Looking through spam can be an awful chore but it can also be quite interesting. Today I found a scary eBay phishing attack – it is so good that even I might fall into this trap, on a bad day. Not from an E-mail, mind you – we're automatically more suspicious of links in E-mails – but if this link was on a website, or inside an eBay auction..?
Here is a screenshot of the HTML E-mail opened in Opera, showing the text and actual target of the link:
So it's a plain, old HTML link. The text is https://signin.ebay.com/ws/eBayISAPI.dll?SignIn&CaseID#Suspension and the address it points to is http://signin.ebay.com/ws/eBayISAPI.dll?SignInMCAlert&ru=http://www.clasos.com/eBayISAPI.dll/index.php.
At first glance this links seems perfectly fine: it points to the signin.ebay.com server and even uses HTTPS which is meant to be an extra verification that you'll get to the correct place or be warned. At second glance you might notice that the link address itself does not use https, and that the text of the link is shorter than the address. Still looks OK though, since the server name is correct..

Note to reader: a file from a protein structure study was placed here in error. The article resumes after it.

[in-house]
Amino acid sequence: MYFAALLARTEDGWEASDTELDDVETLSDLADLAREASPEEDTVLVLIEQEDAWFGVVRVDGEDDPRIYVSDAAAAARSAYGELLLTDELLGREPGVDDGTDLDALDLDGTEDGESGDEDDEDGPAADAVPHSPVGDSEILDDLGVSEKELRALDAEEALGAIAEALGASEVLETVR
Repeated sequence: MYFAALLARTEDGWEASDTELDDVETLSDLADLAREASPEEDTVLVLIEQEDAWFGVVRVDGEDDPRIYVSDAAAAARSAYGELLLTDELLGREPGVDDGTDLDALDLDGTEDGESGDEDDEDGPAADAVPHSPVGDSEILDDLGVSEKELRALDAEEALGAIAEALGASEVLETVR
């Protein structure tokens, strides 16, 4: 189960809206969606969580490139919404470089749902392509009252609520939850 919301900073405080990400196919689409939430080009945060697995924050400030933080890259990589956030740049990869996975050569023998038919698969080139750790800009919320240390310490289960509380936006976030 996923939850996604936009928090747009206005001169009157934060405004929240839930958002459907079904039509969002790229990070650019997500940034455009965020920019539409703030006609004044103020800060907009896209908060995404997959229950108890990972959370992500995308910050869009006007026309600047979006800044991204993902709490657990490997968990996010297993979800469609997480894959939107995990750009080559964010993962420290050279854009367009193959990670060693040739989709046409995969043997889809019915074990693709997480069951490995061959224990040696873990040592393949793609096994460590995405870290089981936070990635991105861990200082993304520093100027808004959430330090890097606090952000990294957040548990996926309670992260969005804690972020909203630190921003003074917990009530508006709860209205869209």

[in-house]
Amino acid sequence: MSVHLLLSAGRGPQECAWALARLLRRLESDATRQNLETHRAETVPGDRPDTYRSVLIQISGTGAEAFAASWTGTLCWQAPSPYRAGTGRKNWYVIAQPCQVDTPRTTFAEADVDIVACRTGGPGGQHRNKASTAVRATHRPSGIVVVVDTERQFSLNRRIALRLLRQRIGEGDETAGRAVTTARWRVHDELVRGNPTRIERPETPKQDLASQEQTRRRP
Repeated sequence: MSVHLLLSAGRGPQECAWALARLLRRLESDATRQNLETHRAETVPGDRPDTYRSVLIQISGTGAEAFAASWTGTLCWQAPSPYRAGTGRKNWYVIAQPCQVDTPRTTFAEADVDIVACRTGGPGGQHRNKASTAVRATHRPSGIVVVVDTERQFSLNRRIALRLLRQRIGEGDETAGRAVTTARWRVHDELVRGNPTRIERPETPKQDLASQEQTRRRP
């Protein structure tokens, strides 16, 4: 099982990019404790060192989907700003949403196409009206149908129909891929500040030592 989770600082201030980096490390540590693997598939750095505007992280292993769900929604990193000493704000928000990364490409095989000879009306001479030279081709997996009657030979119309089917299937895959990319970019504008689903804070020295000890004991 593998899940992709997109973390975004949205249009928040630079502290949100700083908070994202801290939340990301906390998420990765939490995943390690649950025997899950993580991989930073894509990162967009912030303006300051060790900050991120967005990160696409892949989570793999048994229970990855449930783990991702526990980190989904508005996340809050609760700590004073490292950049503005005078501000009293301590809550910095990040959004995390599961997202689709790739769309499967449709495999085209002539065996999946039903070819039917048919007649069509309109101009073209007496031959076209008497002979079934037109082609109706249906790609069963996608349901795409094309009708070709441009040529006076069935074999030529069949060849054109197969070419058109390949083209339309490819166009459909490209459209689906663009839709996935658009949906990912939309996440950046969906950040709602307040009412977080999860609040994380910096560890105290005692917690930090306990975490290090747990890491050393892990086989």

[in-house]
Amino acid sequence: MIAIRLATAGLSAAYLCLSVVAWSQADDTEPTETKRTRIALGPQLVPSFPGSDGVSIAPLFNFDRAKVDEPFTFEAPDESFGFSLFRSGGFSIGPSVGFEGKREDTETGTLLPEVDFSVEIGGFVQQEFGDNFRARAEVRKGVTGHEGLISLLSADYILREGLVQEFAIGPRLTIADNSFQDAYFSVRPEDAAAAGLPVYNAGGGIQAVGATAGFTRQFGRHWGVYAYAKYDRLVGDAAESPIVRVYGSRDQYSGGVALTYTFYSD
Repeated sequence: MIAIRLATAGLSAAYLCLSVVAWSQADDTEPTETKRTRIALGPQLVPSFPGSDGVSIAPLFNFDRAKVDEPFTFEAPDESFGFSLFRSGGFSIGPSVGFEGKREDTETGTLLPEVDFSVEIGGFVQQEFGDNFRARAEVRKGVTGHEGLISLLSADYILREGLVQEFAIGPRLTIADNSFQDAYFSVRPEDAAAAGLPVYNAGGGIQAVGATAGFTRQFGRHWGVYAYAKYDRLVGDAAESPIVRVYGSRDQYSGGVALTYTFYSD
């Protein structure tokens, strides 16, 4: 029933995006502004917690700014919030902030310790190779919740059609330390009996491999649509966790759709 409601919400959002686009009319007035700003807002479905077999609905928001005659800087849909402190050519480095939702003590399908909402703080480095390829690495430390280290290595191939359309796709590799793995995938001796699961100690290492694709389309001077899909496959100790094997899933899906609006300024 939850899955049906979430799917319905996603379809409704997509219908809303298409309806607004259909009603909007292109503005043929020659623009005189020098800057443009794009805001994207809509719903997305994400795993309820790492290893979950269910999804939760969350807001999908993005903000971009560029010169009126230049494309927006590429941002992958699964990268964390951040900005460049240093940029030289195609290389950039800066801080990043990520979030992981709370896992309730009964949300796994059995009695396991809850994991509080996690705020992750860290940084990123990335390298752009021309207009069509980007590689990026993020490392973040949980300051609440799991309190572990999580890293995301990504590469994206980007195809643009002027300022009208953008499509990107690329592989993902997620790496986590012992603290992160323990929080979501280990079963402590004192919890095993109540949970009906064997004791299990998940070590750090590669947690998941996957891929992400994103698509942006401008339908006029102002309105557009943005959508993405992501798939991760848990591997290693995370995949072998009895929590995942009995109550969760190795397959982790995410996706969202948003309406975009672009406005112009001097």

Clicking that link takes me to the expected eBay sign in page. All safe and fine, still on the eBay server with encrypted communication. Your login details are encrypted and sent to eBay – and then eBay sees the "redirect URL" argument in the original query string. "ru=" is of course meant to take you back to the auction you were trying to bid on after the login, or something like that. However, the inital phishing link set "ru" to http://www.clasos.com/eBayISAPI.dll/index.php so that's where you're sent to after login, and it shows you this very familiar-looking page:
If you aren't alert enough to check the address bar again before trying to log in, you've been phished!
This means that pretty much any website that has a "redirect" feature accepting random URLs can be exploited in similar ways. It's not that hard for eBay to resolve this issue, but it's a slow task since they need to go through all scripts that can output redirect instructions and add checks that the redirect is pointing to a valid page. Meanwhile I'm afraid that this phish is going to catch more than a few users. It's so simple, and clever.
I used to think that Opera's new fraud warning feature was protection for newbies and less technical users. When I look at the tools and tricks the phishers use I think antiphishing might save even a power user like myself one day.